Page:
U.S. Support to Syrian Forces to Shift to Diplomacy, Stabilization
U.S. Department of Defense Secretary Jim Mattis clarified on December 1 that with the defeat of ISIS, support to Syrian forces will shift to making sure they do not return, reports Reuters.
Last week Andolu news said that President Donald Trump vowed to stop arming the YPG, during a phone call with Turkish President Recep Tayyip Erdoğan.
Following the announcement, U.S. allies in Syria the Syrian Democratic Forces (SDF), responded they were unaware of cuts, as support has continued on a weekly basis to fight ISIS in the remaining desert areas bordering Iraq, reported the AFP.
Over recent months, the U.S. military has referred to adjustments, weapons returns, and other equipment returns by the SDF, in an effort to appease Turkey’s fear of armed Kurdish Syrians on their border, following the defeat of ISIS.
Discussions of disarming the SDF have been ongoing since the liberation of Raqqa began.
With the U.S. Department of Defense Secretary Jim Mattis trip to the Middle East, questions of funding for Syrian allies have come up again.
“That fighting is now dropping off in terms of the need for offensive capability. Consistent with that, we’re changing the composition of our forces to something that supports the diplomats and the Geneva Process,” Mattis said on Friday.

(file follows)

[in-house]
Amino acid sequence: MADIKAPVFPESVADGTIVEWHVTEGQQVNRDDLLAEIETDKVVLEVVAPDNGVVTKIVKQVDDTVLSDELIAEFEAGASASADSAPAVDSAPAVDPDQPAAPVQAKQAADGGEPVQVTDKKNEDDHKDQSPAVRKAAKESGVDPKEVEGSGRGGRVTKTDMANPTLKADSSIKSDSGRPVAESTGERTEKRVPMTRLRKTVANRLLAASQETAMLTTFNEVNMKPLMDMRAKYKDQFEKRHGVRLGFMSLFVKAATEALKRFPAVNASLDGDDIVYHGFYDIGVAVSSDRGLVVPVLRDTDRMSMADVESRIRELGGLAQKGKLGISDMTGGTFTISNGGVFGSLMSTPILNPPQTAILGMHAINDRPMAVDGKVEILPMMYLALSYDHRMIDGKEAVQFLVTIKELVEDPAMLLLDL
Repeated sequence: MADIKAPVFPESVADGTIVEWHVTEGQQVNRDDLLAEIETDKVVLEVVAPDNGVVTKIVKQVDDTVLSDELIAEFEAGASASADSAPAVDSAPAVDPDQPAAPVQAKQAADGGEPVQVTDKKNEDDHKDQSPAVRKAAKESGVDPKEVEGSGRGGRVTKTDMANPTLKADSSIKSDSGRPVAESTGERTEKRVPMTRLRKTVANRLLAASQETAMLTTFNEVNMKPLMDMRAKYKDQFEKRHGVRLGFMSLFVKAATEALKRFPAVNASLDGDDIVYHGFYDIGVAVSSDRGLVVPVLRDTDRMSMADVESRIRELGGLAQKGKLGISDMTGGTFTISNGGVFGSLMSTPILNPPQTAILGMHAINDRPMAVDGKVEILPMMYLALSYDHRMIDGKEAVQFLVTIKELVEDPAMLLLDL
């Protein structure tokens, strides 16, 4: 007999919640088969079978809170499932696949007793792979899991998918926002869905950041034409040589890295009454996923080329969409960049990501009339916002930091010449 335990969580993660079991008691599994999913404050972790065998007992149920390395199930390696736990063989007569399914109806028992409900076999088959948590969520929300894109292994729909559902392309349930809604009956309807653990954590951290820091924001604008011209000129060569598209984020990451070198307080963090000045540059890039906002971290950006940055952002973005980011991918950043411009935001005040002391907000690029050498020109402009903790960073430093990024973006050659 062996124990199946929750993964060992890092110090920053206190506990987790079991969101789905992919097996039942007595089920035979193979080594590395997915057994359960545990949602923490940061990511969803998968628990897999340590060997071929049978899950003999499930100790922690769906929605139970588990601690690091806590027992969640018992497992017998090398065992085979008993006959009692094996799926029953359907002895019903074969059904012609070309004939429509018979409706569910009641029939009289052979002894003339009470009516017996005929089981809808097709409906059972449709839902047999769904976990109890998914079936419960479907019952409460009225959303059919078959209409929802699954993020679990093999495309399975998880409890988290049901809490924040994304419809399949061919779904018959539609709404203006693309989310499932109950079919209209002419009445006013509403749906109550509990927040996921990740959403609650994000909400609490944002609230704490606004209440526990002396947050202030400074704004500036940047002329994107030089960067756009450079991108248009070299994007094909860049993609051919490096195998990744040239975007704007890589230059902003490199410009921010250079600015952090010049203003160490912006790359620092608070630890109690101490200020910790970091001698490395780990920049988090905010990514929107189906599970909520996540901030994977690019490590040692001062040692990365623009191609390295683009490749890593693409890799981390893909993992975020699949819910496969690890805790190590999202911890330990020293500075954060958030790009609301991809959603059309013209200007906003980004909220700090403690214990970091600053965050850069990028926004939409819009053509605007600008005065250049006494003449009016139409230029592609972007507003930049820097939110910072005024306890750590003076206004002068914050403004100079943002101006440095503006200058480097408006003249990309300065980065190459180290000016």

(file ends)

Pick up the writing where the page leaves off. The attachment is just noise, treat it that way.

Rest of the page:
Until now, the Pentagon has only gone as far as saying it was reviewing “adjustments” in arms for the Syrian Kurdish forces, which Ankara views as a threat, reported Reuters.
“The YPG is armed and as the coalition stops offensive (operations) then obviously you don’t need that, you need security, you need police forces, that is local forces, that is people who make certain that ISIS doesn’t come back,” Mattis said.
The Syrian Kurdish YPG spearheads the SDF, an alliance of Kurdish and Arab militias fighting Islamic State that has been a close ally of the U.S.-led coalition since the beginning of the liberation of Raqqa in 2016.